Experimental characterisation and computational constitutive modelling of high temperature degradation in 9Cr steels including microstructural effects
Barrett, Richard A.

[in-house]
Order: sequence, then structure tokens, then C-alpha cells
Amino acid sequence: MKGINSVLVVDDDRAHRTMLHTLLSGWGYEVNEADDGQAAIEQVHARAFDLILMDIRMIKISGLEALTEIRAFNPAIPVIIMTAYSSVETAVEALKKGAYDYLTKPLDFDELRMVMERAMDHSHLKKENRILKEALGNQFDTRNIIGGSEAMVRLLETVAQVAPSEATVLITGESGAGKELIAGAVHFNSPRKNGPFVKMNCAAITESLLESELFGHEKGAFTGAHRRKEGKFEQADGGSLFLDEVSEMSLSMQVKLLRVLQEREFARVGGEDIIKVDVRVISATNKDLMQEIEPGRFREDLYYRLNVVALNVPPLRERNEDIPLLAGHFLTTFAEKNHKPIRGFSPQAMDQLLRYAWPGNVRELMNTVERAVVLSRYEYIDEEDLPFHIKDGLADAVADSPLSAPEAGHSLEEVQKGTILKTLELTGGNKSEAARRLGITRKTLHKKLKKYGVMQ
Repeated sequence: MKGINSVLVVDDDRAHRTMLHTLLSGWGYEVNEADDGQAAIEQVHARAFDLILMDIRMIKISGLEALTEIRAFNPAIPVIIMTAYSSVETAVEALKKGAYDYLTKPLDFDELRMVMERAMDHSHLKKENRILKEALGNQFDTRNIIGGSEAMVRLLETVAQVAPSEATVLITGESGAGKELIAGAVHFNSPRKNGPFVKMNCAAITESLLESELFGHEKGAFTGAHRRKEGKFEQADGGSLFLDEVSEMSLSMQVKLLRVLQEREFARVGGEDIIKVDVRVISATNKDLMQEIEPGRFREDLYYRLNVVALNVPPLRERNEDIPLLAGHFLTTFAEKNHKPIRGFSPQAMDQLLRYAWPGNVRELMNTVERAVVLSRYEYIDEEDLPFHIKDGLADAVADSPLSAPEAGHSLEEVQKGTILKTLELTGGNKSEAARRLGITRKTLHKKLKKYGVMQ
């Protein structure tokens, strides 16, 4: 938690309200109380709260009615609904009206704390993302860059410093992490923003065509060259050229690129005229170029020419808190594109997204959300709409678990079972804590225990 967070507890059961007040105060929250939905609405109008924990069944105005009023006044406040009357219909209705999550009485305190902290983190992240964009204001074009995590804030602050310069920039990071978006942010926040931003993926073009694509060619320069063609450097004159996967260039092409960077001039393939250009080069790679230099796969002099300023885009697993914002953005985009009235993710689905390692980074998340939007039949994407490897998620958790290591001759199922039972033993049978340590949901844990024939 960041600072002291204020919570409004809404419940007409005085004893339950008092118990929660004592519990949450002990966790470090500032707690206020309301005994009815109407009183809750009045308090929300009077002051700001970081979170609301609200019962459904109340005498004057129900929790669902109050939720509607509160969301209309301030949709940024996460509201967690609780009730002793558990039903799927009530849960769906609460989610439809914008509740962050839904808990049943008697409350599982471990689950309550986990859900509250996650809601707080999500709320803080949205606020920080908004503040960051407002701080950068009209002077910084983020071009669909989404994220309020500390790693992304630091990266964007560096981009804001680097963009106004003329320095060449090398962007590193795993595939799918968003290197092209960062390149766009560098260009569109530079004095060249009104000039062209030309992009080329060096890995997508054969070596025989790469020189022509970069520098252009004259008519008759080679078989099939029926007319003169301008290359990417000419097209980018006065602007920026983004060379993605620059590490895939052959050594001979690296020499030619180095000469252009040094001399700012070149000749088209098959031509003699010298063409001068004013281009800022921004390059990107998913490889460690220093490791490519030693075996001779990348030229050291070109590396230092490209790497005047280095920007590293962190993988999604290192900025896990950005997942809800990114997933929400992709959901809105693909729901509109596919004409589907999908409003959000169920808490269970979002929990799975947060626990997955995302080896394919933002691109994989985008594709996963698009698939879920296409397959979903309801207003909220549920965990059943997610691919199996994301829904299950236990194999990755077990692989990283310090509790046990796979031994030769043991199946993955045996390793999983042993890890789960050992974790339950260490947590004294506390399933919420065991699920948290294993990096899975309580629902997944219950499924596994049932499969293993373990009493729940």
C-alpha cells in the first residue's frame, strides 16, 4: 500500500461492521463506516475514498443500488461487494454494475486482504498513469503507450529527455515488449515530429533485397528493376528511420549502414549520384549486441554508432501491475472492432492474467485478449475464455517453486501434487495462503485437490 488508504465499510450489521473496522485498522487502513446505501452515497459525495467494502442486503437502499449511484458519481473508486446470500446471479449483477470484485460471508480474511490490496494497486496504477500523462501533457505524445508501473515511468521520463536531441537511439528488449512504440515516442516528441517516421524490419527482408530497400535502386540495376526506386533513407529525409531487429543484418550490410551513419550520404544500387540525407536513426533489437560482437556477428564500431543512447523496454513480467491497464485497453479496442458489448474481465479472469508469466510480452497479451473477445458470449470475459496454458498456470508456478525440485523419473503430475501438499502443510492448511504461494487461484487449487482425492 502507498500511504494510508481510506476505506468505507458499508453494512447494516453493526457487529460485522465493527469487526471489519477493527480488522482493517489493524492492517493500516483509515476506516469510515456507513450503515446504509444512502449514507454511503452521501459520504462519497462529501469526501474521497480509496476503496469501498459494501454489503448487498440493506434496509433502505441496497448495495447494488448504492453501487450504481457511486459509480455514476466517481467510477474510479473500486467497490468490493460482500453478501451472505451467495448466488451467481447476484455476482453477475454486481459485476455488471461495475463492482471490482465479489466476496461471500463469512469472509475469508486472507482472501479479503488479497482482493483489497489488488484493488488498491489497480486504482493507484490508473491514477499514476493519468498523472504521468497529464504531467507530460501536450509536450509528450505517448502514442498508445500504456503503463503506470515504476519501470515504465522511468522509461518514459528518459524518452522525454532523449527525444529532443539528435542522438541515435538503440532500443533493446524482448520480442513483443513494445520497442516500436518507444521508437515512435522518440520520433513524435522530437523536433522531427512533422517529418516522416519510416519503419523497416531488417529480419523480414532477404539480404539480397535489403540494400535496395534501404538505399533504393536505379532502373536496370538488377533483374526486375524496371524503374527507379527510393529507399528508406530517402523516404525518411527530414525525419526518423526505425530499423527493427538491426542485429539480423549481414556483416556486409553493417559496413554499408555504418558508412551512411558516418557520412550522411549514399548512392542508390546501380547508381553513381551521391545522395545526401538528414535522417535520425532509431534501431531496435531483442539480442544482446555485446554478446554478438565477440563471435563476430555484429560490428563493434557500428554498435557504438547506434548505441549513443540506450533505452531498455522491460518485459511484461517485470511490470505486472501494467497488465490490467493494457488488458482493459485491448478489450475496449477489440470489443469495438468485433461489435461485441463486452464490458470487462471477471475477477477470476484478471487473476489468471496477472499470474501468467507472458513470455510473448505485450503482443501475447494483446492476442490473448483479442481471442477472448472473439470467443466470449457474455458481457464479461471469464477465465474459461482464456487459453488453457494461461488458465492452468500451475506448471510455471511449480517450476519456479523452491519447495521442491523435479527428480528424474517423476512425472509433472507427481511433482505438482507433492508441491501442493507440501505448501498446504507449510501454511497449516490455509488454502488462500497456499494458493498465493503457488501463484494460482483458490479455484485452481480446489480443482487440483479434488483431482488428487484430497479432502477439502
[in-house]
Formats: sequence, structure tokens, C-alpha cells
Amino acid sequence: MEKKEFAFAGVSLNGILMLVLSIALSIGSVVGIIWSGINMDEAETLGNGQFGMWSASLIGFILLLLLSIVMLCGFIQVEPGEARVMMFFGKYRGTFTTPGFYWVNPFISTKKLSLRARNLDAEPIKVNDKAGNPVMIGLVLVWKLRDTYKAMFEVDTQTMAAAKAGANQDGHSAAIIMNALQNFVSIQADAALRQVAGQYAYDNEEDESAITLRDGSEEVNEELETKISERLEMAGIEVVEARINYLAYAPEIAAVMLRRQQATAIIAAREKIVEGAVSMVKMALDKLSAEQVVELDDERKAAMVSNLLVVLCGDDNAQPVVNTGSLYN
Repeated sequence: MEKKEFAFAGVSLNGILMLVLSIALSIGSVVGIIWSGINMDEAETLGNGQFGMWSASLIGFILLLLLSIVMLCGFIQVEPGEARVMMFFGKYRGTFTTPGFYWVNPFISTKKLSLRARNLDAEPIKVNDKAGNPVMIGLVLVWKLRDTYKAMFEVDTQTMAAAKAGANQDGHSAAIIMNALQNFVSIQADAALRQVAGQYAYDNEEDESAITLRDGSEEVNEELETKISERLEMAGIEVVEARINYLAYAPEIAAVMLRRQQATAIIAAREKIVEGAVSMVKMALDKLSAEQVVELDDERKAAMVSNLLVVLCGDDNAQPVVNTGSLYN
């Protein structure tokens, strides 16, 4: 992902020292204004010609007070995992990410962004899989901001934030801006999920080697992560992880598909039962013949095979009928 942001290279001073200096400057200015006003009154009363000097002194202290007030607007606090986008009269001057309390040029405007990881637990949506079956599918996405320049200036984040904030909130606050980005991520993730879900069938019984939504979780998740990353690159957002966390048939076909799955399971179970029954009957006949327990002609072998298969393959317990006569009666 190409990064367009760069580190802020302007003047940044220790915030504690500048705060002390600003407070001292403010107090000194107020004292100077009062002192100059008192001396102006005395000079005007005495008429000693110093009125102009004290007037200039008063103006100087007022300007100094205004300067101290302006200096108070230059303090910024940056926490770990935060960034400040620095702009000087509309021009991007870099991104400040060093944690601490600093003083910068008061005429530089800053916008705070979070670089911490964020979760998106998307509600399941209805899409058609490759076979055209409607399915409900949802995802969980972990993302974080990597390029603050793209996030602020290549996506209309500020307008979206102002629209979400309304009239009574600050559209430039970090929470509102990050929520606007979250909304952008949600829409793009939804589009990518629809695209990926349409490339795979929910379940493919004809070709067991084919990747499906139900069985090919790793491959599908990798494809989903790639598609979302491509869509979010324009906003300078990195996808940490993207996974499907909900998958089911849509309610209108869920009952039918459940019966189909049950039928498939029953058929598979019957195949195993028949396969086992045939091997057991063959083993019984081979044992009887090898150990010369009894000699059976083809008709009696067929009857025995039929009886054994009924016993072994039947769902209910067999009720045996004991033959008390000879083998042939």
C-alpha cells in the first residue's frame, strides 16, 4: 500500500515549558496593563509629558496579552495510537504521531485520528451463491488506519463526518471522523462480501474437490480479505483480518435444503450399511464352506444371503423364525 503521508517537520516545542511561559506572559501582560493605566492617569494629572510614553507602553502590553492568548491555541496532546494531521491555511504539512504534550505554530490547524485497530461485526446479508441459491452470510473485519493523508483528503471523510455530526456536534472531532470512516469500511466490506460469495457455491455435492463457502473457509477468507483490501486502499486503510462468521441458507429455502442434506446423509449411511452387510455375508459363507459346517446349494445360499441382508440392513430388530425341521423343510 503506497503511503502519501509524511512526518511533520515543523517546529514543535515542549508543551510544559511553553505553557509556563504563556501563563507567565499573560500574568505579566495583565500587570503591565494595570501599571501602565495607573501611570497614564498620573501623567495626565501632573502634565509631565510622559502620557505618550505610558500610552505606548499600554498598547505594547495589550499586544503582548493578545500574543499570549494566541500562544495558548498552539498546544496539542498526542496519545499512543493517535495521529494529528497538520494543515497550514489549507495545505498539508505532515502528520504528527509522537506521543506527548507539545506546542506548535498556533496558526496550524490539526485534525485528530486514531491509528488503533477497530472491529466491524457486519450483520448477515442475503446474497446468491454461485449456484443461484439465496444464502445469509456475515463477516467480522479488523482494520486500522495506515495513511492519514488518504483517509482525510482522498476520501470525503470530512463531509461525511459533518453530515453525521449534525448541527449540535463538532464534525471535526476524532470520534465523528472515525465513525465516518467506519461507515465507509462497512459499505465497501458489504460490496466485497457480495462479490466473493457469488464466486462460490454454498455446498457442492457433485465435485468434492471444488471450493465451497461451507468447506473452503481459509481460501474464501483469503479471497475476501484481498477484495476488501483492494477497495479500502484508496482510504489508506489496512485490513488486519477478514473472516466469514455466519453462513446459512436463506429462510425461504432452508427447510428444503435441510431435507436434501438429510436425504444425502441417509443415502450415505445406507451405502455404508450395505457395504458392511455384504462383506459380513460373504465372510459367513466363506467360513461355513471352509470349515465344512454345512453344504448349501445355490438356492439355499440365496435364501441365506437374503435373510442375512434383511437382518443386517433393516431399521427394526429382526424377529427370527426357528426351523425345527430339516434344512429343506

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The transition from base-load to intermittent power plant operation has led to the requirement for increased knowledge and more accurate prediction of the effects of flexible loading on plant components. This thesis is concerned with the experimental characterisation and novel computational modelling, including dislocation-mechanics based modelling, of high temperature cyclic plasticity and fatigue for current and next generation power plant materials. The modelling is designed to capture the constitutive behaviour of 9Cr steels across a range of operating conditions, calibrated and validated via measured test data. Phenomenological and microstructurally-based models are developed at the continuum level and applied to isothermal fatigue, thermo-mechanical fatigue and multi-axial loading conditions relevant to next generation power plant. High temperature low cycle fatigue test programmes are conducted on P91 steel and MarBN, a new high temperature alloy currently in development. The results illustrate cyclic softening due to dynamic recovery and dependent on the initial microstructure. A program of thermo-mechanical fatigue experiments is presented for P91 steel across a range of strain-rates, with a significant reduction in fatigue life observed for out-of-phase loading. This highlights the effect of thermal transients on the material performance. The observed strain-rate effect is incorporated within a phenomenological material model via a hyperbolic sine constitutive equation. The hyperbolic sine framework enables variable strain-rate sensitivity in the model and the successful prediction of the strain-rate effect at higher and intermediate strain-rates. A phenomenological kinematic hardening model enables prediction of the effect of the various strengthening mechanisms, with isotropic softening included to predict the cyclic softening behaviour. The material model is implemented in a UMAT user material subroutine, including consistent tangent stiffness, for use with the commercial finite element code Abaqus and calibrated using a step-by-step parameter identification methodology. The material model is successfully validated against isothermal fatigue, thermo-mechanical fatigue and stress relaxation behaviour via comparison with experimental data, and demonstrated for multi-axial applications to notched specimen geometries and thin-walled pipes. A novel dislocation-mechanics based constitutive model is developed, including mean values of microstructural parameters related to the key strengthening mechanisms in 9-12Cr steels. This model includes kinematic hardening based on back-stresses developed due to the presence of precipitates, as well as the pile-up of dislocations at high-angle grain boundaries. A dislocation-mechanics approach is implemented to predict recovery in the material. The novel material model is applied to high temperature fatigue of P91 steel and successfully compared to experimental test data and measured evolutions of key microstructural parameters, viz. dislocation density and martensitic lath width. These results illustrate the ability of the microstructure-sensitive framework to capture both the constitutive behaviour and mean microstructural evolutions of 9Cr steels. This model enables successful advancement of the microstructure under flexible operation within a wider creep-fatigue modelling methodology at the macro-scale and component levels. The microstructure-sensitive material model developed in this work will allow for more accurate simulations of the constitutive behaviour of complex 9Cr welded connections in power plant components. This will, in turn, enable power plant designers to account for microstructural degradation during cyclic viscoplastic deformation.
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